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Old 20th April 2006, 09:37 PM   #1
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Default Question about automotive relays??

hey guys

i am working on a project where the ultimate goal is to have a few horns go off if the car door opens...the goal isnt all that important...what is important is knowing what to look for in an automotive relay...so help me out

i plan on splicing into the wire that runs to the little light that turns on when the vehicle door is adjar....this wire will be the signal turn on wire for a relay (i am thinking maybe 30 amps?) which will have power incoming from the battery (either directly or thru the fusebox) and sending it out to a couple of vehicle horns...

what power rating shoud i look for in the relay? is there any problems with my general explanation? what about fuses? cuz i am aware when it comes to an automotive audio amplifier, the main battery positive cable needs a fuse; so will i need to fuse the incoming battery power wire running to the relay? what size fuse to use? the link i have posted is where i was browsing different relays and i cant figure out how some of them differ, or why some 4 pin relays are better than other 4 pin relays just cuz the internal construction is a little different...someone please shed some light on this for me ...thanks!

http://www.mouser.com/catalog/625/1299.pdf
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Old 20th April 2006, 09:56 PM   #2
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The relay doesn't need to be all that big for a few horns. A standard 30A will be more than enough. Fuse the incoming positive wire with a 10A fuse, but this value may need changing depending on your horns. The horn current should be in the technical specs for them.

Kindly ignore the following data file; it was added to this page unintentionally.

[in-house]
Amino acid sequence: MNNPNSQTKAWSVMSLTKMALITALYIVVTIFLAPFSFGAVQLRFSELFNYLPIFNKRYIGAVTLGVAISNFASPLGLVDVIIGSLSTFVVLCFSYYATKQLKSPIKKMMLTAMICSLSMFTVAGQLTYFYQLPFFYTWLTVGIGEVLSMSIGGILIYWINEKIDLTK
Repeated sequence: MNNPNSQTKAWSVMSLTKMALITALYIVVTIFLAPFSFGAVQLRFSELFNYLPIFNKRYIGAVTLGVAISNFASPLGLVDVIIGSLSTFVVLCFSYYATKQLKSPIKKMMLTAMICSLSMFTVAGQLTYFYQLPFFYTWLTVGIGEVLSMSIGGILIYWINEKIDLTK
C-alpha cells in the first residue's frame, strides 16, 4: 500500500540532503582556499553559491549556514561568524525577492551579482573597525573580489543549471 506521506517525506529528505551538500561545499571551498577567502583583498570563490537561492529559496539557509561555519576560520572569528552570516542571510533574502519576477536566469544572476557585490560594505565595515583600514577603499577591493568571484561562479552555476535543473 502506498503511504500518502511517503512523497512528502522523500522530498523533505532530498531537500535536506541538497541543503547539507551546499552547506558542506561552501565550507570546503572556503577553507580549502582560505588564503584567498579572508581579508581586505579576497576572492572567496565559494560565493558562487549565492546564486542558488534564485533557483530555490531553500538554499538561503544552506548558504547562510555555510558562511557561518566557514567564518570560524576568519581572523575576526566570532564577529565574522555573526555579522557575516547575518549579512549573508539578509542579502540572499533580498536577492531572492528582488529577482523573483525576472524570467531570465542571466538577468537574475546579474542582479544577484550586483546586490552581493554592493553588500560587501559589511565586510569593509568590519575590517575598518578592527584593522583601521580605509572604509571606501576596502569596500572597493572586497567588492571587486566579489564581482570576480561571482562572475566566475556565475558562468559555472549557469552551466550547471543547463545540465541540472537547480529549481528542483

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Old 20th April 2006, 10:43 PM   #3
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thanks for the reply richie...lets just say each horn is rated at 5 amps...so i would buy a 10 amp fuse and put it in line with the main power wire? this would protect me from any fire damange? or should i get a slightly higher rated fuse? what is the possible risks of using no fuse in this application?
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Old 21st April 2006, 12:13 AM   #4
Eva is offline Eva  Spain
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Use the smallest fuse that does not blow during normal operation, that will provide the best protection, altough it may require some experimentation (or just measuring the actual current being draw by your load and selecting a slightly higher fuse).

Remember to place the fuse in the positive lead at the beginning of your power line in order to protect the entire line.
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Old 21st April 2006, 03:23 AM   #5
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thanks for the reply eva...ill be sure to do that
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